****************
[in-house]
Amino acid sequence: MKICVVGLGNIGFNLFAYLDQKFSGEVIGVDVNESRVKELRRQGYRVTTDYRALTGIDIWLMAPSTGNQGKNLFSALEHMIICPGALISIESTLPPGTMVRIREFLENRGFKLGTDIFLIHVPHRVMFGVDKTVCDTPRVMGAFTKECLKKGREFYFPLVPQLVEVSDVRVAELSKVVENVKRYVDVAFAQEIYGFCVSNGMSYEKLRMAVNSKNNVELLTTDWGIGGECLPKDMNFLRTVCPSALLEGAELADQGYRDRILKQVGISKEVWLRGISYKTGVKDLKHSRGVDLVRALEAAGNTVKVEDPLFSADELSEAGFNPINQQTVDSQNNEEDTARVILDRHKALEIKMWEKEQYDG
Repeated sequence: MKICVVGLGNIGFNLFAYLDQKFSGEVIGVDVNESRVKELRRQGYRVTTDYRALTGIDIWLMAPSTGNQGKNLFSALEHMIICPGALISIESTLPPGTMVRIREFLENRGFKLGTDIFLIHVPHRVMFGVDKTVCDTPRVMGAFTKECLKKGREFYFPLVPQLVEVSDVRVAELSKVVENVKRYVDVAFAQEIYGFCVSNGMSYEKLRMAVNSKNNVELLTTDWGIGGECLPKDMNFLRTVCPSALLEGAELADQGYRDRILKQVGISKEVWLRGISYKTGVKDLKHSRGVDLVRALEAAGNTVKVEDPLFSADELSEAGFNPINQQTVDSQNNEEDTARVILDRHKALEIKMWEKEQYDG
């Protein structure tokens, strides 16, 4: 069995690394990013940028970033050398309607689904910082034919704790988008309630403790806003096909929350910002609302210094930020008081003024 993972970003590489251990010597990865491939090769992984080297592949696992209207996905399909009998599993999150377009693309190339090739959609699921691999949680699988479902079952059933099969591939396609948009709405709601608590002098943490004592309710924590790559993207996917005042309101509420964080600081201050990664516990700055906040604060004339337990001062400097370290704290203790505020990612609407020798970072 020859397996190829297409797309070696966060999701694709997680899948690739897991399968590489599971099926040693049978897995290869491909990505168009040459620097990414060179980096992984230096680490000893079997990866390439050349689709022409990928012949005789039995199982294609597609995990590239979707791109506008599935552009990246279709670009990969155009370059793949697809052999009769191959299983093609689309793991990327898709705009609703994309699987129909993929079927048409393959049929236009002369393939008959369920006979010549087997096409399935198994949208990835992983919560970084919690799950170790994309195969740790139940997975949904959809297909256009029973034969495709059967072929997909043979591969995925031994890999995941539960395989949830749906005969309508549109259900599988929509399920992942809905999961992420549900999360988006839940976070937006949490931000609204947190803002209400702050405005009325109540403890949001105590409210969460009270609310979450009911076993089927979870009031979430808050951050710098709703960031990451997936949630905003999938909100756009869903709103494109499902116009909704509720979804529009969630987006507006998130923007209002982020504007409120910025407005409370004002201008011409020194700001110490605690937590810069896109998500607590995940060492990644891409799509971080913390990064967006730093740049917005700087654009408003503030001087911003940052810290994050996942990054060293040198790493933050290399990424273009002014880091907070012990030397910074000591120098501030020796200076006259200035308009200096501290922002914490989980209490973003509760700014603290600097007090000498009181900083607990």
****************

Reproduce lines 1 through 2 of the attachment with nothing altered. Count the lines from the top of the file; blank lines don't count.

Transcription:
[in-house]
Amino acid sequence: MKICVVGLGNIGFNLFAYLDQKFSGEVIGVDVNESRVKELRRQGYRVTTDYRALTGIDIWLMAPSTGNQGKNLFSALEHMIICPGALISIESTLPPGTMVRIREFLENRGFKLGTDIFLIHVPHRVMFGVDKTVCDTPRVMGAFTKECLKKGREFYFPLVPQLVEVSDVRVAELSKVVENVKRYVDVAFAQEIYGFCVSNGMSYEKLRMAVNSKNNVELLTTDWGIGGECLPKDMNFLRTVCPSALLEGAELADQGYRDRILKQVGISKEVWLRGISYKTGVKDLKHSRGVDLVRALEAAGNTVKVEDPLFSADELSEAGFNPINQQTVDSQNNEEDTARVILDRHKALEIKMWEKEQYDG